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Dobbs Ferry to Harness Sun’s Energy for Electricity

DOBBS FERRY, NY – The Dobbs Ferry Board of Trustees has awarded a bid to Solar Liberty to install solar panels on the village library and DPW buildings.

About a year and a half ago, the village applied for a grant from the New York State Energy Research and Development Accociation (NYSERDA)—a state agency created to reduce New York’s overall petroleum consumption—for a grant to purchase the panels.

“At that point, though, solar panels were considerably more expensive,” said Nina Orville, chair of Dobbs Ferry’s energy task force. Dobbs Ferry was granted the $276,000 from NYSERDA that they anticipated the project would cost—but it came in at only $184,000. According to the grant conditions, Dobbs Ferry is required to pay 14 cents on every dollar spent on the panels.

Trustees were very concerned Tuesday with learning how Orville and OLA Consulting, the outside engineering company hired to help guide the project, would spend the leftover grant money.

“We have incorporated an education kiosk associated with the solar panels at the library,” said OLA’s John Torre.

Orville added that they would also able to expand the scope of the project on the public works building.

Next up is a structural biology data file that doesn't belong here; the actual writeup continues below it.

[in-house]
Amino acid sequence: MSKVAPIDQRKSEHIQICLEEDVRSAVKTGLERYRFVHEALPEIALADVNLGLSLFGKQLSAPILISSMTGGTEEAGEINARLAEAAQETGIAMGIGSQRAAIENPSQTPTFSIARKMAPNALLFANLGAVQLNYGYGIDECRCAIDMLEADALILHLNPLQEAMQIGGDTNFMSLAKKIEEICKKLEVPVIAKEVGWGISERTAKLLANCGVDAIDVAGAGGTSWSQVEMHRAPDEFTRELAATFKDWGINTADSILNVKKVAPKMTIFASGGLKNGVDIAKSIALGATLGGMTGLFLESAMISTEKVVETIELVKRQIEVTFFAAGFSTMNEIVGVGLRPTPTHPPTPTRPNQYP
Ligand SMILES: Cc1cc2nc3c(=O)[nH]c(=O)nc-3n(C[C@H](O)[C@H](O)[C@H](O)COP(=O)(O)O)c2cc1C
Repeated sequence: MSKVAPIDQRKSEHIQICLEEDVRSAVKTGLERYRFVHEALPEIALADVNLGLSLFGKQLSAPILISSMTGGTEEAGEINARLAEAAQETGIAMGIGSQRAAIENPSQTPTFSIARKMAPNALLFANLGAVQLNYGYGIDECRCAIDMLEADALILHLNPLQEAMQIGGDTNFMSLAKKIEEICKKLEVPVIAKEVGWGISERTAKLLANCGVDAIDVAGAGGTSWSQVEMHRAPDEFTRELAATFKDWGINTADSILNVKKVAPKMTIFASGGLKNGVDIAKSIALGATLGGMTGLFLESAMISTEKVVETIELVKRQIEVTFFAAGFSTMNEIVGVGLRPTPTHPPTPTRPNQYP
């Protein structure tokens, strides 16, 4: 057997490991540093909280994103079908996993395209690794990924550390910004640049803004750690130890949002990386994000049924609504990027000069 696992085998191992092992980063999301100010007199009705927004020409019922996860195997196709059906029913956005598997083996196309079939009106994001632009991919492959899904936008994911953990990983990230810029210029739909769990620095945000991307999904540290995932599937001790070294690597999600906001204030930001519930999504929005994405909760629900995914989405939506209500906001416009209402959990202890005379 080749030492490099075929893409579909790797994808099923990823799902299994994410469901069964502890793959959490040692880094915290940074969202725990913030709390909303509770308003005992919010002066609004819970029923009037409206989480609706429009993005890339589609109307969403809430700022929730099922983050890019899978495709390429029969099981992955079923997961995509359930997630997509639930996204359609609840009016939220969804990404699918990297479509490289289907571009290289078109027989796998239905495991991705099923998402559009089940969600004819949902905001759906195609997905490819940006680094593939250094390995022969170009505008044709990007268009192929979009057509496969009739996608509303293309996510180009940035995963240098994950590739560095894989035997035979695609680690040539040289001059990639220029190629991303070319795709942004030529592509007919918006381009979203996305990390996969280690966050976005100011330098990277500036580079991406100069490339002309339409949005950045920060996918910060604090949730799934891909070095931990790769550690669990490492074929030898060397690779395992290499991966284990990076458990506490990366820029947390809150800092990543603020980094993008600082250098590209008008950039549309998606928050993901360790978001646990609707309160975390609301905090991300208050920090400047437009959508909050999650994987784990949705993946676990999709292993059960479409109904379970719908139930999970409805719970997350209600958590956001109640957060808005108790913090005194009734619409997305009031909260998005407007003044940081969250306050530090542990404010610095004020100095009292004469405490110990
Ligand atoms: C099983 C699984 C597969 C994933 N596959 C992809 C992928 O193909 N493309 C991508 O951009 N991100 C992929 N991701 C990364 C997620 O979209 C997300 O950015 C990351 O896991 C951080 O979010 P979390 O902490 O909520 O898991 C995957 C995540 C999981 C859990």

Overall, Orville said the library system should provide 6 percent of the electricity consumed by that building. She added that Dobbs Ferry library has other energy efficiency projects underway—or soon to be underway—including HVAC controls and lighting retrofit that “should reduce overall consumption and result in an increase in the percentage of electricity provided by the panels.”

At the DPW, the original size of the scoped system—just over 25 kilowatts—would have resulted in provision of 30 percent of the electricity required. That system will be expanded by a minim of 6 kilowatts—using the surplus funds—resulting in 37 percent of power generated from the panels.

“And we’re looking at an additional increase in size that will further boost these numbers,” Orville said.

The panels should be installed by September, 2011.

The grant from NYSERDA was part of federal stimulus funding that is no longer available. “Since these opportunities are not around anymore, we want to take full advantage of the grants we have,” Orville said.

Rivertowns Patch
By Lizzie Hedrick